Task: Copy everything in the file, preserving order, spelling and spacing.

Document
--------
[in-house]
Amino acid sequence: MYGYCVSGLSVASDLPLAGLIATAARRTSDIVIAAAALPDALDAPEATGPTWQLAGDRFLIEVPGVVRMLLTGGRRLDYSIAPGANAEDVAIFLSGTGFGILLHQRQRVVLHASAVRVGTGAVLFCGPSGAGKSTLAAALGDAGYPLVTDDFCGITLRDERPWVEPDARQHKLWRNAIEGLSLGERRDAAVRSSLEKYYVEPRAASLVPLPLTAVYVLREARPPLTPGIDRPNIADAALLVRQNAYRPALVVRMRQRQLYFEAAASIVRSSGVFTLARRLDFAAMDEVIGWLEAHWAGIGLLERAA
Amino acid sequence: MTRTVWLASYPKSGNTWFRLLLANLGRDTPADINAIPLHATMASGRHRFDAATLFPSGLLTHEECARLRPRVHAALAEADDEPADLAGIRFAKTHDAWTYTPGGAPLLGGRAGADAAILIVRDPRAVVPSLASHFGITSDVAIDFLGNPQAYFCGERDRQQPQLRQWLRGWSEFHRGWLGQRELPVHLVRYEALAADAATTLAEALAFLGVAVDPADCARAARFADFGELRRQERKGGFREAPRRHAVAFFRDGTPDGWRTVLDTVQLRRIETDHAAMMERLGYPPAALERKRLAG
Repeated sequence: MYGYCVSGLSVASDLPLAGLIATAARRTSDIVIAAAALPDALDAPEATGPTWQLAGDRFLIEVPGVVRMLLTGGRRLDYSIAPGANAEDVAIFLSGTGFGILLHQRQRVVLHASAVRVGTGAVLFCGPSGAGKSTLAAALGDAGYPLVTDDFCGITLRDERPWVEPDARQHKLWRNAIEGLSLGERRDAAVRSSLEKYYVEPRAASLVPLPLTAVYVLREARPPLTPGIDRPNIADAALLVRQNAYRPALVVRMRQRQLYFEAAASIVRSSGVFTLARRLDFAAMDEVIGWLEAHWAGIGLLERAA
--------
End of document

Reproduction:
[in-house]
Amino acid sequence: MYGYCVSGLSVASDLPLAGLIATAARRTSDIVIAAAALPDALDAPEATGPTWQLAGDRFLIEVPGVVRMLLTGGRRLDYSIAPGANAEDVAIFLSGTGFGILLHQRQRVVLHASAVRVGTGAVLFCGPSGAGKSTLAAALGDAGYPLVTDDFCGITLRDERPWVEPDARQHKLWRNAIEGLSLGERRDAAVRSSLEKYYVEPRAASLVPLPLTAVYVLREARPPLTPGIDRPNIADAALLVRQNAYRPALVVRMRQRQLYFEAAASIVRSSGVFTLARRLDFAAMDEVIGWLEAHWAGIGLLERAA
Amino acid sequence: MTRTVWLASYPKSGNTWFRLLLANLGRDTPADINAIPLHATMASGRHRFDAATLFPSGLLTHEECARLRPRVHAALAEADDEPADLAGIRFAKTHDAWTYTPGGAPLLGGRAGADAAILIVRDPRAVVPSLASHFGITSDVAIDFLGNPQAYFCGERDRQQPQLRQWLRGWSEFHRGWLGQRELPVHLVRYEALAADAATTLAEALAFLGVAVDPADCARAARFADFGELRRQERKGGFREAPRRHAVAFFRDGTPDGWRTVLDTVQLRRIETDHAAMMERLGYPPAALERKRLAG
Repeated sequence: MYGYCVSGLSVASDLPLAGLIATAARRTSDIVIAAAALPDALDAPEATGPTWQLAGDRFLIEVPGVVRMLLTGGRRLDYSIAPGANAEDVAIFLSGTGFGILLHQRQRVVLHASAVRVGTGAVLFCGPSGAGKSTLAAALGDAGYPLVTDDFCGITLRDERPWVEPDARQHKLWRNAIEGLSLGERRDAAVRSSLEKYYVEPRAASLVPLPLTAVYVLREARPPLTPGIDRPNIADAALLVRQNAYRPALVVRMRQRQLYFEAAASIVRSSGVFTLARRLDFAAMDEVIGWLEAHWAGIGLLERAA